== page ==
SETTLES CLAIM OF UNCONSTITUTIONAL HOMELESS SWEEPS
In a deal with statewide implications, Caltrans has agreed to pay $5.5 million to settle claims that the agency illegally destroyed the property of homeless residents camped on its land.
The settlement stems from a lawsuit that was filed after the agency cleared East Bay encampments around its highways and under its overpasses. If the deal is approved, Caltrans will pay $1.3 million to compensate homeless plaintiffs in Oakland, Berkeley and Emeryville — paying out up to $5,500 per person. Caltrans will pay another $700,000 to the nonprofit Homeless Action Center, plus $3.5 million in attorneys’ fees.
And Caltrans — which a plaintiffs’ lawyer says controls more land occupied by the homeless than any other state agency — would have to take steps to prevent the destruction of property during future sweeps on its land throughout California.
“This settlement would provide statewide relief to thousands of people who are currently at risk of losing their most important belongings, the things they need for survival, simply because they are unhoused,” said Elisa Della-Piana, legal director of the Lawyers’ Committee for Civil Rights of the San Francisco Bay Area, which represents the plaintiffs in Sanchez v. Caltrans.
The class action settlement still needs the court’s approval, and is scheduled for a hearing March 10 in Alameda County Superior Court.
Caltrans confirmed the deal in an emailed statement, but did not comment further.
If the deal is approved, it will force Caltrans for at least five years to adopt protections when it conducts encampment sweeps around the state — including providing 48 hours notice, allowing residents to remove their belongings, storing unclaimed belongings for 60 days and giving residents the option to retrieve stored items.
The settlement also would create a pilot program for at least four years in Oakland, Berkeley and Emeryville that would require Caltrans to take extra steps in those cities, such as providing trash bags to residents before a cleanup and posting permanent signs notifying residents of regularly occurring cleanups.
Della-Piana hopes the changes will inspire other agencies and local governments to adopt similar policies. While the Fourth Amendment protects residents against the unreasonable seizure of their property, different jurisdictions vary widely in how well they uphold those rights when it comes to the homeless, she said.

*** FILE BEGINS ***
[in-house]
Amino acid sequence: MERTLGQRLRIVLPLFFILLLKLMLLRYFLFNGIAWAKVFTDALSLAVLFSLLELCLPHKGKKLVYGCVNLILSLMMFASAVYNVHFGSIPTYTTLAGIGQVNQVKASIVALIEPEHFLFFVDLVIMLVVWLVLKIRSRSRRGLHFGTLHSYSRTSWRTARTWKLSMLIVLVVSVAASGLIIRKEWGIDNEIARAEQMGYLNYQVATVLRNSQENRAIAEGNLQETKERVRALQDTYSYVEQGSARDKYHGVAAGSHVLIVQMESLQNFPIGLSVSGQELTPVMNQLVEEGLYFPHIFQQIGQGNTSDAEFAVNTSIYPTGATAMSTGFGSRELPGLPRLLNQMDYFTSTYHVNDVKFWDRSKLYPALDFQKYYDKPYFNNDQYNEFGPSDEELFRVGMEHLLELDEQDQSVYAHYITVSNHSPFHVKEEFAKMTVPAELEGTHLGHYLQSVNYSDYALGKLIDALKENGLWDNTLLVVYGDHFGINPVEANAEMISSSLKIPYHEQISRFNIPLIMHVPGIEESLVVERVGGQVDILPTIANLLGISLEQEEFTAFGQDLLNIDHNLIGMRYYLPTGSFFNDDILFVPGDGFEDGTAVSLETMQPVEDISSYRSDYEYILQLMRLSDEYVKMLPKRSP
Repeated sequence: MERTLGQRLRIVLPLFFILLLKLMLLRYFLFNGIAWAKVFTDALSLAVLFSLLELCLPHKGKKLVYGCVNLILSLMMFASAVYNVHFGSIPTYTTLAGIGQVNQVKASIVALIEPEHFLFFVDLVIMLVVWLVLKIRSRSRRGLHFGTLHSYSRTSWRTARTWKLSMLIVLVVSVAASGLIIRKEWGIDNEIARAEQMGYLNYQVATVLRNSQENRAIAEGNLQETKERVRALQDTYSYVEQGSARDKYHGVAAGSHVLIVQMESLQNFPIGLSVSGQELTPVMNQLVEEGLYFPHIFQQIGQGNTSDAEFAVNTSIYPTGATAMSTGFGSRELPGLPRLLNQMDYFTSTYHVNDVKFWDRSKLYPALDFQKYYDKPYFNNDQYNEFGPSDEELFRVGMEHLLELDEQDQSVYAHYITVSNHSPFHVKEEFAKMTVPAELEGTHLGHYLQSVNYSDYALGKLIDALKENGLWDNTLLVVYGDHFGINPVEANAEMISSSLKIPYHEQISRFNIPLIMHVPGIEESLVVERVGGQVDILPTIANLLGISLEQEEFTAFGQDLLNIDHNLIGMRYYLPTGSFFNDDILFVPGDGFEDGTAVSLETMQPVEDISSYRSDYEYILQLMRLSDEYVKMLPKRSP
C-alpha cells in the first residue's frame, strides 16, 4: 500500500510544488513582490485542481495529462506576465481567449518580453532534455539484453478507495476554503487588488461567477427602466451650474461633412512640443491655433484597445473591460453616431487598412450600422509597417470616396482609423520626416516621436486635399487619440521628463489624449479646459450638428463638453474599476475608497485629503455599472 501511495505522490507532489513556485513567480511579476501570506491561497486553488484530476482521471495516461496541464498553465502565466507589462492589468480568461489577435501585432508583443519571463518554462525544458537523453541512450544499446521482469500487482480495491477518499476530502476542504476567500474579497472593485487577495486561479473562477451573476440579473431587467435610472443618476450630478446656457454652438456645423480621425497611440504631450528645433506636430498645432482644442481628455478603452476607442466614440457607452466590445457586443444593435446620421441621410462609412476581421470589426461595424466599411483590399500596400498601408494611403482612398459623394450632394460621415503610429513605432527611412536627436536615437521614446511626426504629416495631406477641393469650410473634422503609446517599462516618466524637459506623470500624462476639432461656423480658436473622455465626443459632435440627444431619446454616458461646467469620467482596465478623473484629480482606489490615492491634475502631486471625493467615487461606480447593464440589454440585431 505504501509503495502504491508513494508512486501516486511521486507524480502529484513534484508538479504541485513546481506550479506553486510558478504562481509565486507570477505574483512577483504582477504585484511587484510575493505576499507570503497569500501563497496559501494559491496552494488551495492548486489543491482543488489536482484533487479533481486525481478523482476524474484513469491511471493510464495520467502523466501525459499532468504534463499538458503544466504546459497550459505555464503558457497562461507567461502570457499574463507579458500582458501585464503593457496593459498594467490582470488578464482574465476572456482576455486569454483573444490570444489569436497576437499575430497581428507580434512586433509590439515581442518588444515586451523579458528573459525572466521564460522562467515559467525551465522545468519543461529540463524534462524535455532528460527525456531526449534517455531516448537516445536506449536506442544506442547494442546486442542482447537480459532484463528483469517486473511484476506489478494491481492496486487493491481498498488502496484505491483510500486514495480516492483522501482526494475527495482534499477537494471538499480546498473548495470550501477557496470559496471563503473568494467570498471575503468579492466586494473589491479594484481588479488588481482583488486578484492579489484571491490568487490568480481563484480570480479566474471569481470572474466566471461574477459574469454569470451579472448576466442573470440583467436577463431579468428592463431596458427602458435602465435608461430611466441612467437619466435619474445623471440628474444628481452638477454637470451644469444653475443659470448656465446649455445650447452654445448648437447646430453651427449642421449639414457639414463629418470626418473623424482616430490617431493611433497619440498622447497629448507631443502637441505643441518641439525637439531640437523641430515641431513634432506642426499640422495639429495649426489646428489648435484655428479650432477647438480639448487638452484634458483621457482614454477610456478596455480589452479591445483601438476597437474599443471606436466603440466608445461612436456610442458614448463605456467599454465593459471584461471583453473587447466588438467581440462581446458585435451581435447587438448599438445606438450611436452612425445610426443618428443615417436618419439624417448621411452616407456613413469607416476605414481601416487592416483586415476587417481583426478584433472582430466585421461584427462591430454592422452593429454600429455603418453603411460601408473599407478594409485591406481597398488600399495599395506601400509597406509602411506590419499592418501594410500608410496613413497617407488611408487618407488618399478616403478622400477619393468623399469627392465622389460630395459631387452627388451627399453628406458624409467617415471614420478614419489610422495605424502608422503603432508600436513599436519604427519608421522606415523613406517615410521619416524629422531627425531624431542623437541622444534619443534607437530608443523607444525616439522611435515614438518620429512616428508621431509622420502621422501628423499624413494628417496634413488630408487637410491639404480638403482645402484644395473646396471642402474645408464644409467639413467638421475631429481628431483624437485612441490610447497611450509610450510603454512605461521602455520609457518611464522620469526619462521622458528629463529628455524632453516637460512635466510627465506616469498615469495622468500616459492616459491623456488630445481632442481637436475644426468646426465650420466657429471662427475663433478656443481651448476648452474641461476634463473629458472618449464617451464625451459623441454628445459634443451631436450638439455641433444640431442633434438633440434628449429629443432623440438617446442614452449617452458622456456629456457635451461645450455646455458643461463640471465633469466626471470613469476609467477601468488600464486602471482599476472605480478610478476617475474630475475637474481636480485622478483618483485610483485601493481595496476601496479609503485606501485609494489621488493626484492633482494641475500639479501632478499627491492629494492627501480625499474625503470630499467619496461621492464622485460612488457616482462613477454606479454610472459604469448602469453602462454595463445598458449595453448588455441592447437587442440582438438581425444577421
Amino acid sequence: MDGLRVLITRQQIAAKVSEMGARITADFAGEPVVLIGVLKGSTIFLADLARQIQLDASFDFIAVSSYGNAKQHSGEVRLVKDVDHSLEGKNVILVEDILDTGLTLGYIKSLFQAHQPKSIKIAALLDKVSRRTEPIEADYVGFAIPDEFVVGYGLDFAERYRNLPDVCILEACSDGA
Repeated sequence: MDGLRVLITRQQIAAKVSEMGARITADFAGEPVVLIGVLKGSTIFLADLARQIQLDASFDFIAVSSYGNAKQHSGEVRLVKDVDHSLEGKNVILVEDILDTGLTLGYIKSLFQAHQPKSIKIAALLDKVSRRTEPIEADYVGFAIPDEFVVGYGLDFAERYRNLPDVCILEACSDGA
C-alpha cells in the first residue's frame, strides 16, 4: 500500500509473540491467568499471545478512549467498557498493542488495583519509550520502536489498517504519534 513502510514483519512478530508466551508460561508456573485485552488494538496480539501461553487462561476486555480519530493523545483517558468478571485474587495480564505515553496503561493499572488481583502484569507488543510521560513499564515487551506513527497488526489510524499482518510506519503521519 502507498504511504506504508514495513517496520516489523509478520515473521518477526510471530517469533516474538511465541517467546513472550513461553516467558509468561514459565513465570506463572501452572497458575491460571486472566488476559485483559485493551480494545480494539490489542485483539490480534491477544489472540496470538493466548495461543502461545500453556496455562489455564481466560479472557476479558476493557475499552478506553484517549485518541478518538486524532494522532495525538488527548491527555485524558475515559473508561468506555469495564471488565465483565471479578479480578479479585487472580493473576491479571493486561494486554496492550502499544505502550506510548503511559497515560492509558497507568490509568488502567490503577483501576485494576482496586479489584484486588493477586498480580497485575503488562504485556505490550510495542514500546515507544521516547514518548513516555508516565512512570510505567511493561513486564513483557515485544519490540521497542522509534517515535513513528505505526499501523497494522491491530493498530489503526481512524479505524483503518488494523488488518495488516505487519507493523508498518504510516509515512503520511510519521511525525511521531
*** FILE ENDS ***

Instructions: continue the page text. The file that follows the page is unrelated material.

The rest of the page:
Candice Elder, founder and CEO of the East Oakland Collective, said homeless people losing their possessions when their encampments are cleared is a “huge problem” in Oakland. She’s hopeful the Caltrans settlement will change that.
“There’s so many people that lose so many belongings when they are forcibly removed from an encampment,” she said. “I think this is setting good precedent — that whether it’s Caltrans, whether it’s the city, whether it’s another agency that’s removing folks — that you have to take care of their stuff.”
This isn’t the first time Caltrans has ended up in court over the way it interacts with homeless residents on its property. In 2006, the Lawyers’ Committee, the American Civil Liberties Union and others sued the agency over sweeps it conducted in Fresno. That case resulted in a $2.35 million class-action settlement, and an injunction forcing Caltrans to give homeless residents notice and allow them to collect their belongings before a sweep.
That worked for a while, Della-Piana said. But the injunction expired after five years, and the lawyers again started hearing complaints, she said.
“There was a veteran who had his walker crushed right in front of him,” Della-Piana said. “People who ended up in the hospital because they lost tents and caught pneumonia from sleeping outside.”
In 2016, they sued again. After more than three years of litigation, Caltrans agreed to a deal.
If the settlement is approved, people who lost property during sweeps in Berkeley, Oakland or Emeryville between December 2014 and October 2019 — including near the Interstate 880-980 freeway interchange in West Oakland, and at the Interstate 80 overpass at Gilman Street in Berkeley — are eligible for compensation. They will have to fill out paperwork to document their claims, but are not expected to have receipts for what they lost.
In addition, the $700,000 Caltrans will pay to the Homeless Action Center will go toward hiring a new staffer to help homeless residents get their belongings back after sweeps and connect them with housing and other services.
“I am hopeful that the changes that we’ve managed to get in this settlement will mean that there will be more respect for homeless people’s property,” said attorney Osha Neumann of the East Bay Community Law Center, who also represents the plaintiffs in the case. “And it would be considered to have the same constitutional status as a BMW parked on the street.”